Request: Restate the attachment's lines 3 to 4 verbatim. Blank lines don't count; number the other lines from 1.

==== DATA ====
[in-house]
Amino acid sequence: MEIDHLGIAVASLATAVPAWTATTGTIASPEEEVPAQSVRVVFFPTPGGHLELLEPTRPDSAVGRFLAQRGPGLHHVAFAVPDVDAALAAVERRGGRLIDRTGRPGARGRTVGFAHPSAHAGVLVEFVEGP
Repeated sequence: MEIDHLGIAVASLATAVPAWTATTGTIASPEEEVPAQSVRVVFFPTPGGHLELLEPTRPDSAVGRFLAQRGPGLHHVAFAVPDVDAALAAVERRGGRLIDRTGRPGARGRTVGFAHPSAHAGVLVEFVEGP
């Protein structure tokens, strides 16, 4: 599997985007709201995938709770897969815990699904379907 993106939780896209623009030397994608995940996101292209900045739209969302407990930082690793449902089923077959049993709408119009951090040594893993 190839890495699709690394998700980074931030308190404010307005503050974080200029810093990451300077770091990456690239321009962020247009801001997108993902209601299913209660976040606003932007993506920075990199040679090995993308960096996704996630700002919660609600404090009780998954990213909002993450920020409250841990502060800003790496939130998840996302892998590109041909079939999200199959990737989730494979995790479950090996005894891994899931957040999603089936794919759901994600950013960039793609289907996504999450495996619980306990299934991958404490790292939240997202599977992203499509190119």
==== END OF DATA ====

Repeated sequence: MEIDHLGIAVASLATAVPAWTATTGTIASPEEEVPAQSVRVVFFPTPGGHLELLEPTRPDSAVGRFLAQRGPGLHHVAFAVPDVDAALAAVERRGGRLIDRTGRPGARGRTVGFAHPSAHAGVLVEFVEGP
């Protein structure tokens, strides 16, 4: 599997985007709201995938709770897969815990699904379907 993106939780896209623009030397994608995940996101292209900045739209969302407990930082690793449902089923077959049993709408119009951090040594893993 190839890495699709690394998700980074931030308190404010307005503050974080200029810093990451300077770091990456690239321009962020247009801001997108993902209601299913209660976040606003932007993506920075990199040679090995993308960096996704996630700002919660609600404090009780998954990213909002993450920020409250841990502060800003790496939130998840996302892998590109041909079939999200199959990737989730494979995790479950090996005894891994899931957040999603089936794919759901994600950013960039793609289907996504999450495996619980306990299934991958404490790292939240997202599977992203499509190119």